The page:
It is a profile bust showing rather handsome features, full forehead, prominent eyeballs, well curved eyebrows, slightly aquiline nose, and firm mouth and chin, and it is inscribed, "Adam Smith in his 64th year, 1787. Tassie F." In this medallion Smith wears a wig, but Tassie executed another, Mr. J. M. Gray tells us, in what he called "the antique manner," without the wig, and with neck and breast bare. "This work," says Mr. Gray, "has the advantage of showing the rounded form of the head, covered with rather curling [emphasis added] hair and curving upwards from the brow to a point above the large ear, which is hidden in the other version."
The text is from John Rae, biographer of Adam Smith. Here is the link. Here are details on the medallion. Here is a post on whether the sport of curling is a province of the rich. It seems not to be. This does not surprise me. It is not income that holds me back. Here are facts about curling, sometimes called "chess on ice." Curling is the provincial sport of Sasketchewan. Here is Slate.com on how curling explains the world.
Here is a Canadian study on the strongly positive economic impact of curling. The study confuses gross and net benefits, regional and national benefits, and nominal expenditures with real resource production, as such economic impact studies usually do. Commit them to the flames.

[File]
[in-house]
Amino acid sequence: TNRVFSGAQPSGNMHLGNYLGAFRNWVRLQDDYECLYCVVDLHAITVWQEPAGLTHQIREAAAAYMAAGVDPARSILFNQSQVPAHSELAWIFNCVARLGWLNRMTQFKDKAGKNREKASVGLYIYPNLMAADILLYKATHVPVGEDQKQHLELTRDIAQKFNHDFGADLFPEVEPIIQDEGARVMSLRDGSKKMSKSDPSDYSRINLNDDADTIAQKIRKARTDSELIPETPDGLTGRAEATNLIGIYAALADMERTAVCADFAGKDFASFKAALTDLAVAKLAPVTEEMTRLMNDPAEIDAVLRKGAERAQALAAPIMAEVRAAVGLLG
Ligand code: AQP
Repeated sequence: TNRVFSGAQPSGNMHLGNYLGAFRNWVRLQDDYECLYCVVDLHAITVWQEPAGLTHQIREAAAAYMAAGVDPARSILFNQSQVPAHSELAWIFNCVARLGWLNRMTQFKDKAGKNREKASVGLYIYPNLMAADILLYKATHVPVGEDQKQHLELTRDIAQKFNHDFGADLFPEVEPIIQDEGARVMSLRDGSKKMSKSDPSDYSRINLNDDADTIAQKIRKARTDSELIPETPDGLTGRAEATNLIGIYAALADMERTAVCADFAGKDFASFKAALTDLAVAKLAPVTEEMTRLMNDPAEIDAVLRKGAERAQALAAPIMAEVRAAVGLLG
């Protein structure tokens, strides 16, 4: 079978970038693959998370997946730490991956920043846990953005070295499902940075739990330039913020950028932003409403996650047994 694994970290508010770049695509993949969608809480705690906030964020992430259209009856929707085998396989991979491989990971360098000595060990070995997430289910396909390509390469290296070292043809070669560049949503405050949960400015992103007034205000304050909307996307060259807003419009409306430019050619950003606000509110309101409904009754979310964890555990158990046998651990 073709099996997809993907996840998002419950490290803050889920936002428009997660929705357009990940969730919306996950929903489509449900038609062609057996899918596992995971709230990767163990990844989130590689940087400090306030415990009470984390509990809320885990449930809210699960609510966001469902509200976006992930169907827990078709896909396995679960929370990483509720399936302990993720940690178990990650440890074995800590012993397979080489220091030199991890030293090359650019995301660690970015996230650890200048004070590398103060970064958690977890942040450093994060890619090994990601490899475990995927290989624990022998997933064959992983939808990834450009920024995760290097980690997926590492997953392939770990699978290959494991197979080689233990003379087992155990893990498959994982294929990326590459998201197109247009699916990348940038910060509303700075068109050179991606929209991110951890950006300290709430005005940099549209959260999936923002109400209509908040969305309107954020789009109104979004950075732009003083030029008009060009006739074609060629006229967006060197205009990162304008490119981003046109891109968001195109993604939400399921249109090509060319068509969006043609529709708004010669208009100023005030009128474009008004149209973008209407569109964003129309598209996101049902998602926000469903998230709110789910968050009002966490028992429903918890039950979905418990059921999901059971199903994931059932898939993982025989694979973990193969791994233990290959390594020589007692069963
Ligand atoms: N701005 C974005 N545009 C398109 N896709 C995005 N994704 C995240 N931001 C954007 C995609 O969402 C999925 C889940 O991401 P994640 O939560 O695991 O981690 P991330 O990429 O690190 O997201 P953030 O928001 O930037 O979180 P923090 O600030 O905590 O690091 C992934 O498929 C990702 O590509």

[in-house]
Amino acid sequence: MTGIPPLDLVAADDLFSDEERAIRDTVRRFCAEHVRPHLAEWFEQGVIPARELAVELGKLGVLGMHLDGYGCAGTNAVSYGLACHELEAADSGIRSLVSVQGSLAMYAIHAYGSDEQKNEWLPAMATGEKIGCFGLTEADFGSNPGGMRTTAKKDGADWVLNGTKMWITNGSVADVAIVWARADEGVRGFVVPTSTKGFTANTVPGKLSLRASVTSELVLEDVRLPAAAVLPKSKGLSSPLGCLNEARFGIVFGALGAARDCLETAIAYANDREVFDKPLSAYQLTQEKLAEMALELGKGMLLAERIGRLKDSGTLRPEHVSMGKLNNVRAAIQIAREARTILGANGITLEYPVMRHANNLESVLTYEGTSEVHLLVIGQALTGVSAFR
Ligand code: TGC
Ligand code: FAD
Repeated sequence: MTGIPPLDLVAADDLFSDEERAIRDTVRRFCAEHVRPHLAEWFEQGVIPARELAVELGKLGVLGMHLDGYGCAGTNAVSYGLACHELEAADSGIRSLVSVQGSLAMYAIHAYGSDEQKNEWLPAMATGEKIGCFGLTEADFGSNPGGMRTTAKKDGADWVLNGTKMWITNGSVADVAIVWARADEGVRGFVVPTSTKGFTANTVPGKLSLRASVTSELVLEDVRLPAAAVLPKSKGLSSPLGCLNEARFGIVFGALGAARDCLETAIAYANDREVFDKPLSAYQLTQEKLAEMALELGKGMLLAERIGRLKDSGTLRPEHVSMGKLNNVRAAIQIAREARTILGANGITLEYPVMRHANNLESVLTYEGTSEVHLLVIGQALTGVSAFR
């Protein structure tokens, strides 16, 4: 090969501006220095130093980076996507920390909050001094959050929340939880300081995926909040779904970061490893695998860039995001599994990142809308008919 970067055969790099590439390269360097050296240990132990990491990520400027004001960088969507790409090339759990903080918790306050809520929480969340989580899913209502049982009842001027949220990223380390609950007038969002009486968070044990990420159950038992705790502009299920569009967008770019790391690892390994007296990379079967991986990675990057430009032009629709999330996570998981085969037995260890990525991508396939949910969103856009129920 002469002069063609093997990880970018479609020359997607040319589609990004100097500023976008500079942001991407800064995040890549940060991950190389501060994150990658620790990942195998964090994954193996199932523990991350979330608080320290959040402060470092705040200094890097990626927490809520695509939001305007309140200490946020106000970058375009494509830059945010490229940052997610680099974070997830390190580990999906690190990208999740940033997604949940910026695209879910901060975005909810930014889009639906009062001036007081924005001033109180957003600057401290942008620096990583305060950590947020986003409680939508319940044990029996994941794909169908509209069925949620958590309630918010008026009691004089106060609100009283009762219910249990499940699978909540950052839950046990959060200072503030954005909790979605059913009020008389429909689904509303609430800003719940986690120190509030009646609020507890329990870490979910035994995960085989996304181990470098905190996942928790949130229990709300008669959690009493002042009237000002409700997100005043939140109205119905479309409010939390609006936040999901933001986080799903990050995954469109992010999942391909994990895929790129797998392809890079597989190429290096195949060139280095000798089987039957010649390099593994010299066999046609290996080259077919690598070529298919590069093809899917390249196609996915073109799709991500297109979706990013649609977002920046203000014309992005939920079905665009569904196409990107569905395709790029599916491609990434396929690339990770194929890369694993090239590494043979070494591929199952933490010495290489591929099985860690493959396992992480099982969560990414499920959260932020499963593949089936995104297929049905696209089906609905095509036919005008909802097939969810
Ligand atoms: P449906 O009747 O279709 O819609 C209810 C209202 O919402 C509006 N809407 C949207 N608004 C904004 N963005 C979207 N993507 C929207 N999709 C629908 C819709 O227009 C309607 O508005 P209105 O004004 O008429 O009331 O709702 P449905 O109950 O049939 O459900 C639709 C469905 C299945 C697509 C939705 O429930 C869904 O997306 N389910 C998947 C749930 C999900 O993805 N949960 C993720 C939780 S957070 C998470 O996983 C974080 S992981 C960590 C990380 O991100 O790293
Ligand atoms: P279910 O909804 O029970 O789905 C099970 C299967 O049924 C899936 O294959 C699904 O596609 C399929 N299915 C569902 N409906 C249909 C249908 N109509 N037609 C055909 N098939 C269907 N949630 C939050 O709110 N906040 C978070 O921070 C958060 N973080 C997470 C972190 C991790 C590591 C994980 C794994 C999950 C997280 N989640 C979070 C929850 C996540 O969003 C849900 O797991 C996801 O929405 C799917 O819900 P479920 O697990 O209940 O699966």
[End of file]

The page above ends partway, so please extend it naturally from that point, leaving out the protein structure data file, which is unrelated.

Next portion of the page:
It started with a fire in Calcutta, circa 1857, here is one summary. Excerpt:
The insurrection was sparked by the introduction of cartridges rumored to have been greased with pig or cow fat, which was offensive to the religious beliefs of Muslim and Hindu sepoys (soldiers). In a wider sense, the insurrection was a reaction by the indigenous population to rapid changes in the social order engineered by the British over the preceding century and an abortive attempt by the Muslims to resurrect a dying political order.
Here is how the Arabs get all those Danish flags, thanks to several readers for the pointer. The current price is $11 a piece.
I was an equal opportunity merchant of death.
That’s arms dealer
Yuri Orlov played by Nicolas Cage in Lord of War, an ironic portrait of the arms trade in the late twentieth century. More history, politics and economics than I expected, this is not an action/adventure movie. Recommended. Not surprisingly there are some violent scenes.